Mon Dec 4th through Sat the 9th, 2017 at Long Beach Convention Center
The paper introduces a technique for reinforcement learning in scenarios in which the reward function is unclear by asking human experts for preferences between two trajectories. These preferences are used to inform a learned reward function, which in turn is used to improve the policy producing the trajectories. The paper produces little theory and no guarantees, but the approach is shown to be competitive with learning from the true reward function, with relatively little human interaction.
The paper should be accepted because it is an important problem, an interesting approach, and the experiments are well-conducted and the results promising; I believe it will get a lot of attention from the community. However, there are many unanswered questions that I am curious about.
First, how closely does the learned reward \hat r match the true reward function? I suspect human preferences are informed not strictly by reward, but rather by value, or something like it - so a kind of shaping reward might be appearing in cases where queries outperformed learning from the true reward function. The question of how good is your reward model seems important for extensions to other domains.
Second, I'm unclear how the compared trajectories are created. Are the policies stochastic, so that trajectories diverge even as the policy stays the same, or are the trajectories generated from different starting states?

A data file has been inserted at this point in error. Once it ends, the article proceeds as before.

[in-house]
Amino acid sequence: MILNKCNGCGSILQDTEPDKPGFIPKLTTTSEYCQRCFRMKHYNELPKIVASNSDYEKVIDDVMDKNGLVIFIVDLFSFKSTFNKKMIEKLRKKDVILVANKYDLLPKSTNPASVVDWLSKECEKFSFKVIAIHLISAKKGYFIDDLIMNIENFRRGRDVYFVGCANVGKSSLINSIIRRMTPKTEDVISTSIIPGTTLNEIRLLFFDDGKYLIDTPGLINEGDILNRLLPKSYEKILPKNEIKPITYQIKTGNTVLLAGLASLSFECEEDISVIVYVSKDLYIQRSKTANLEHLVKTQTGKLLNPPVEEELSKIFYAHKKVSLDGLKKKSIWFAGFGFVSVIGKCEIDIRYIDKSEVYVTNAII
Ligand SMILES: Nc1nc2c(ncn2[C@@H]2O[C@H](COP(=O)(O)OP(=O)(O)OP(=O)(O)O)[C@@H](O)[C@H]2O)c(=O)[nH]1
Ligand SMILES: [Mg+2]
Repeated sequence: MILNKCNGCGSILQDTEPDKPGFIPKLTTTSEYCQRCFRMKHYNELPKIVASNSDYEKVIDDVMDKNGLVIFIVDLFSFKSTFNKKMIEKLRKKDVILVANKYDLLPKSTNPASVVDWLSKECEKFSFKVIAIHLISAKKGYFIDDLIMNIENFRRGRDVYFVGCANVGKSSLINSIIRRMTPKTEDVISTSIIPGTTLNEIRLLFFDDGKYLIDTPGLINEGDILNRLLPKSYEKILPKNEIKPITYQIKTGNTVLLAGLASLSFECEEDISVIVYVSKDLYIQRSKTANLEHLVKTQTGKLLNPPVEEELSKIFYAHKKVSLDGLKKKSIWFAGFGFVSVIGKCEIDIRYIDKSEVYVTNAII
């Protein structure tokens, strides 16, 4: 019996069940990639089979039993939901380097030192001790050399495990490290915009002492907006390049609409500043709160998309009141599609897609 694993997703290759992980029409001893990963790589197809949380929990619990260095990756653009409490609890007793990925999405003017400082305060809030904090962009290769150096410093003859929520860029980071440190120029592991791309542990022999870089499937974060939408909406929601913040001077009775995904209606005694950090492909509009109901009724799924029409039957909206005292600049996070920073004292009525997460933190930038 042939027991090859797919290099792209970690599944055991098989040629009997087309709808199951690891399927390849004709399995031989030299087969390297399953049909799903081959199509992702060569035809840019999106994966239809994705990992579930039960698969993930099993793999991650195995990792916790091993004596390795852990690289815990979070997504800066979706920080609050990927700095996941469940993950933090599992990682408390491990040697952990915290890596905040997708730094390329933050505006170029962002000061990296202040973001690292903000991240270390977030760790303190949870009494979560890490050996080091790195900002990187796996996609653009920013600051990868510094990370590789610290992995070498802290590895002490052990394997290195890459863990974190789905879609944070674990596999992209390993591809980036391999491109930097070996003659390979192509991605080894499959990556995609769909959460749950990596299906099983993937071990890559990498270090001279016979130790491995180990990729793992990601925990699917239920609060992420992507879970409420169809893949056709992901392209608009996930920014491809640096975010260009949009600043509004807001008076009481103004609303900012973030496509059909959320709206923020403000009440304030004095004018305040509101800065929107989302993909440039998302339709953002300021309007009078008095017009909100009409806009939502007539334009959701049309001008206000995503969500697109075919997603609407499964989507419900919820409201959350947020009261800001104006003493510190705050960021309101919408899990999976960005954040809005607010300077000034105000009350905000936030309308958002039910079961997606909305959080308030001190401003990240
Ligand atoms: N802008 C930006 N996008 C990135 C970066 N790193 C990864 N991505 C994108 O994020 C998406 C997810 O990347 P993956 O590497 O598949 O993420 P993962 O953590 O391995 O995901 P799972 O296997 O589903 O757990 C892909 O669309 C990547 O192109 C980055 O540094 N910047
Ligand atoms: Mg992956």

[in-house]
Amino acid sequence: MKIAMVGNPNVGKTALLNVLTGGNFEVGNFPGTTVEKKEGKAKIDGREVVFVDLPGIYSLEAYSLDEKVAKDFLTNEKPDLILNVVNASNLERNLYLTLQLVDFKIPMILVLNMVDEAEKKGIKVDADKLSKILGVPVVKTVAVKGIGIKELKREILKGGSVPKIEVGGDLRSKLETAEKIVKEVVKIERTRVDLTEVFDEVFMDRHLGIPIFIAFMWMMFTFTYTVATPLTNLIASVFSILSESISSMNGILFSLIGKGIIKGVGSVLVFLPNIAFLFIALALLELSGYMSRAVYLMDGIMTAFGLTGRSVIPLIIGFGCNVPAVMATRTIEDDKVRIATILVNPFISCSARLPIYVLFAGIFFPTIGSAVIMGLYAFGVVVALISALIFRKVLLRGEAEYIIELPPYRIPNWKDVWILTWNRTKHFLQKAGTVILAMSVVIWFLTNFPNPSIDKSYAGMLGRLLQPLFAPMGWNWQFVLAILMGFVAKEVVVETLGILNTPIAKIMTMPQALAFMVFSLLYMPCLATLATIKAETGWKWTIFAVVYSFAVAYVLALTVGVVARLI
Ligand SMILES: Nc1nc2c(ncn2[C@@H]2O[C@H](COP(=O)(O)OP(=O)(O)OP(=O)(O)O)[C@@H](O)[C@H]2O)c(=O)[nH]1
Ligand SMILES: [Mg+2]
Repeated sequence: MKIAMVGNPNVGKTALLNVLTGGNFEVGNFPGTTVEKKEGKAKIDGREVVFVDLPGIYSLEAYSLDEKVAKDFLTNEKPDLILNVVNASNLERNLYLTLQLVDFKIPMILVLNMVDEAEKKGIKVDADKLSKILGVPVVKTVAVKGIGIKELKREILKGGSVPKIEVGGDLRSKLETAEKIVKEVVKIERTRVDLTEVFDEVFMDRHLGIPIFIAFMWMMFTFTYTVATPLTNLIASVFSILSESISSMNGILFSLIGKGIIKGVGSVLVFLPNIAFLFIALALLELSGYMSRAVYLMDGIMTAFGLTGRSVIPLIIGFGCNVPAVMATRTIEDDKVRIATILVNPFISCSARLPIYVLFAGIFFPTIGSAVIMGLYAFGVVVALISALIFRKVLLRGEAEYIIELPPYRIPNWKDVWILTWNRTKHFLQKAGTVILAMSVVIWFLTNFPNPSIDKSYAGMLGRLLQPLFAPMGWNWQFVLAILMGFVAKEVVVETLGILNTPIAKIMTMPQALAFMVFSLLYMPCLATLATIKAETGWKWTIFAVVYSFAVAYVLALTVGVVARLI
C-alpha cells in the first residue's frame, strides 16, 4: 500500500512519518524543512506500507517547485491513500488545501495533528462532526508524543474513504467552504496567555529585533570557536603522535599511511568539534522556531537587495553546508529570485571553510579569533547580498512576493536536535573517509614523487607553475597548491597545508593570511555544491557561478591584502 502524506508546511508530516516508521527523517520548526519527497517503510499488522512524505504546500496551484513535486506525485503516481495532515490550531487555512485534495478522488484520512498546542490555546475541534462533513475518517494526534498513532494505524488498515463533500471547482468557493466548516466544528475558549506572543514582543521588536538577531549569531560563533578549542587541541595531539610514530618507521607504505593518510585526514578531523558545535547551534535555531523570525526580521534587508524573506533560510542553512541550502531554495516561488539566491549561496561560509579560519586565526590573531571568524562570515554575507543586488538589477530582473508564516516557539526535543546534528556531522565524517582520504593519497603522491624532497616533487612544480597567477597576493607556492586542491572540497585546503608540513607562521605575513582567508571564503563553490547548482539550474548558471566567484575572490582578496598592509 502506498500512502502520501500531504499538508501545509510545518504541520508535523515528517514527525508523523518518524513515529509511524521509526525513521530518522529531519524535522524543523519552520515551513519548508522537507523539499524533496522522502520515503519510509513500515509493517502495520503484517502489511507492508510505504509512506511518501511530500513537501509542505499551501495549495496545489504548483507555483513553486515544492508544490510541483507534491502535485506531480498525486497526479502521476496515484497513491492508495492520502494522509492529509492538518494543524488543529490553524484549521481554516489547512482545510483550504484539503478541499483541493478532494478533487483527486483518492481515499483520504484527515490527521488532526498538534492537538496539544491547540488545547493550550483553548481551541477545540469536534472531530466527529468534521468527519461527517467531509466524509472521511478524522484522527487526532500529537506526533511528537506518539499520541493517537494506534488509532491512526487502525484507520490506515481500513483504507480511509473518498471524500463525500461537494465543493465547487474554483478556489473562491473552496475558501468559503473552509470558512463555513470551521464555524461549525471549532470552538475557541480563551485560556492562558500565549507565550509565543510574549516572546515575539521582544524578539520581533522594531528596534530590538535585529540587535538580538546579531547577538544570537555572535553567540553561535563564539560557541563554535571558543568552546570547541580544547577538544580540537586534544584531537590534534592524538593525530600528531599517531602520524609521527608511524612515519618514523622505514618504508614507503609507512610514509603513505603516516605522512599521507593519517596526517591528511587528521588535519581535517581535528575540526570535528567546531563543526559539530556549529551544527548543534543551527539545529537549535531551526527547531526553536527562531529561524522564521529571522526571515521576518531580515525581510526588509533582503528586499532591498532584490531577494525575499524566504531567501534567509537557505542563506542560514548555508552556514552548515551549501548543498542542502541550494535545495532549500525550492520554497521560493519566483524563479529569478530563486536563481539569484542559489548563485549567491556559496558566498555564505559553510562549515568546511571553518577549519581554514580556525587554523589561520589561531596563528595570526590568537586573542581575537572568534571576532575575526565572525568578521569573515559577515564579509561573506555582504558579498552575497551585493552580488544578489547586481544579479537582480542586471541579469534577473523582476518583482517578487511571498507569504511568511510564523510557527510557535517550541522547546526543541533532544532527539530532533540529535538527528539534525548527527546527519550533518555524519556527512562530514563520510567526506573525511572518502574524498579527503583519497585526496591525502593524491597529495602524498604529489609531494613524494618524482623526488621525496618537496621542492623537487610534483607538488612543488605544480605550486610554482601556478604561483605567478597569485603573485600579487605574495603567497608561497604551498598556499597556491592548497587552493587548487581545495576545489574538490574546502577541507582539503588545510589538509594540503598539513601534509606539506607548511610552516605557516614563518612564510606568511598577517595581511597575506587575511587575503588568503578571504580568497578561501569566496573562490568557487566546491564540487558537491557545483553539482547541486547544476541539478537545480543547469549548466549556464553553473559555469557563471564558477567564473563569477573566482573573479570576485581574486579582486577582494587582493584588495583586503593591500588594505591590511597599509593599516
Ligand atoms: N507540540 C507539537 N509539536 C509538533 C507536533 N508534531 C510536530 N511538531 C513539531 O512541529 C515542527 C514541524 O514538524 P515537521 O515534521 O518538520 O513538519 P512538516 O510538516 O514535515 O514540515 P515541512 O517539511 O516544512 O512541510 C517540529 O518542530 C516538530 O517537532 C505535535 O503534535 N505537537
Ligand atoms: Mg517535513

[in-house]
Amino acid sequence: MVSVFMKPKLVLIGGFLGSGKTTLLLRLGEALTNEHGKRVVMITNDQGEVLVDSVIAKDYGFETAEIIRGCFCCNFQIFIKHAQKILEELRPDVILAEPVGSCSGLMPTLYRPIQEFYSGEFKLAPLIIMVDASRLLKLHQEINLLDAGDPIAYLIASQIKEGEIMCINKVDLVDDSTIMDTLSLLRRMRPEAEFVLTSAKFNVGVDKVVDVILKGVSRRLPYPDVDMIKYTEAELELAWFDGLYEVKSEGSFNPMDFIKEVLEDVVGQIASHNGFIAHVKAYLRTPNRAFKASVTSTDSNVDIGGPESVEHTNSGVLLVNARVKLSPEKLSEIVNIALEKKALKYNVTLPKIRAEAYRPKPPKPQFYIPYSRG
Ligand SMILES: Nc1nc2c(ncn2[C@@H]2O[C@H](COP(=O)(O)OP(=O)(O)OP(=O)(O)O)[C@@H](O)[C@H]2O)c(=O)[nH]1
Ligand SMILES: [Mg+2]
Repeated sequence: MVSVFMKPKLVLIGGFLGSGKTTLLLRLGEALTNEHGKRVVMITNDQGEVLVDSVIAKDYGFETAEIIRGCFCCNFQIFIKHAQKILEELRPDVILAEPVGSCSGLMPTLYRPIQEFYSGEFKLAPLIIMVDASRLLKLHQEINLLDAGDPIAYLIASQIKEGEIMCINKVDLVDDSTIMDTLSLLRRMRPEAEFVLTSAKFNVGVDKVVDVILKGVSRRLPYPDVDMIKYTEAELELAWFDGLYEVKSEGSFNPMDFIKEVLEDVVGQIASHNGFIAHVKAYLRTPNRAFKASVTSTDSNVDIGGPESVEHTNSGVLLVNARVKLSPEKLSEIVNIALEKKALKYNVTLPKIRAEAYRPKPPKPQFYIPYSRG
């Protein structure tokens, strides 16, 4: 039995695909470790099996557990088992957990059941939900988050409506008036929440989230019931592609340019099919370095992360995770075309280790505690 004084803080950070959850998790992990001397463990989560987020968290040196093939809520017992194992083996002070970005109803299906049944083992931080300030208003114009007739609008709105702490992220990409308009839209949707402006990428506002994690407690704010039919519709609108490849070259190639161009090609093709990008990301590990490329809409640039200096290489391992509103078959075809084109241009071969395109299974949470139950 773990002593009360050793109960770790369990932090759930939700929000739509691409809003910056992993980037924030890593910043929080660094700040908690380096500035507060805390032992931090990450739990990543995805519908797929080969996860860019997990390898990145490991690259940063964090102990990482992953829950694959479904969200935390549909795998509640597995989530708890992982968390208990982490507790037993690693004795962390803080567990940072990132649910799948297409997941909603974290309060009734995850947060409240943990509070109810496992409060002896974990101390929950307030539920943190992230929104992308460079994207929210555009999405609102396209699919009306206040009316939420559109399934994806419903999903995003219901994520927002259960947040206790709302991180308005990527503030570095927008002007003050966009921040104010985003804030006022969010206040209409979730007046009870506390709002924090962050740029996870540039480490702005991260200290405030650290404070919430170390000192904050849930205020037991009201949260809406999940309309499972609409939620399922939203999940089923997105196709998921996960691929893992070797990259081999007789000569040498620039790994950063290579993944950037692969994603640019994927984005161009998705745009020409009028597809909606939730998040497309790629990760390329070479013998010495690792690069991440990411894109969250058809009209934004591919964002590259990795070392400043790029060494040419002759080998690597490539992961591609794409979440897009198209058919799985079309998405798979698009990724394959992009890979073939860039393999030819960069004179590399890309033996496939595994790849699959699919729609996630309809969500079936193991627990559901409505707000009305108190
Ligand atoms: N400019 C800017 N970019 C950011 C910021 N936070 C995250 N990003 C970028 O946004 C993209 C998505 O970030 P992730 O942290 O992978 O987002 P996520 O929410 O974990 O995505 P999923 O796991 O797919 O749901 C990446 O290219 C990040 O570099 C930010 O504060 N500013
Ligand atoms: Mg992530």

This paper implements previously existing systems for learning RL policies from human preferences in much higher dimensional problems.
Learning from human preferences has be proposed before, in this special case the authors use comparisons between trajectories has the information about preferences.
The method is a trivially extension without any major difficulties to apply previous preference elicitation methods using policy optimization methods.
Overall I find this paper is generally interesting, clearly presented, and technically sound. My concerns are that the contributions of this paper seems rather incremental when compared to previous work. Also, some of the experiments would benefit from further analysis. Let me elaborate below:
Summary: This paper advocates a preference-based approach for teaching an RL agent to perform a task. A human observes two trajectories generated by different policies and indicates which one is better performing the desired task. Using these indications, the agent infers a reward signal that is hopefully consistent with the preferences of the human, and then uses RL to optimize a policy that maximizes the inferred rewards.
My main hesitation for accepting this paper is that the method presented is not sufficiently different from previous work on preference-based RL (such as Wirth '16). The authors acknowledge that the main contribution of this work is to scale up preference-based RL to more complex domains by using deep reinforcement learning. I am less enthusiastic about this paper if the main algorithmic contribution is just using a NN to approximate the policy and extending to Mujoco/Atari.
Finally, I am concerned with the fact that synthetic queries are outperforming RL using the true reward function. It seems to me that the synthetic query examples should do strictly worse than having the actual reward function as they are just eliciting preferences based on sub-trajectories of the real rewards. The fact that they are in some cases solidly outperforming standard RL is highly unexpected and, in my opinion, deserves a more rigorous analysis. I don't find the authors explanation of the learned reward function being smoother a satisfying one.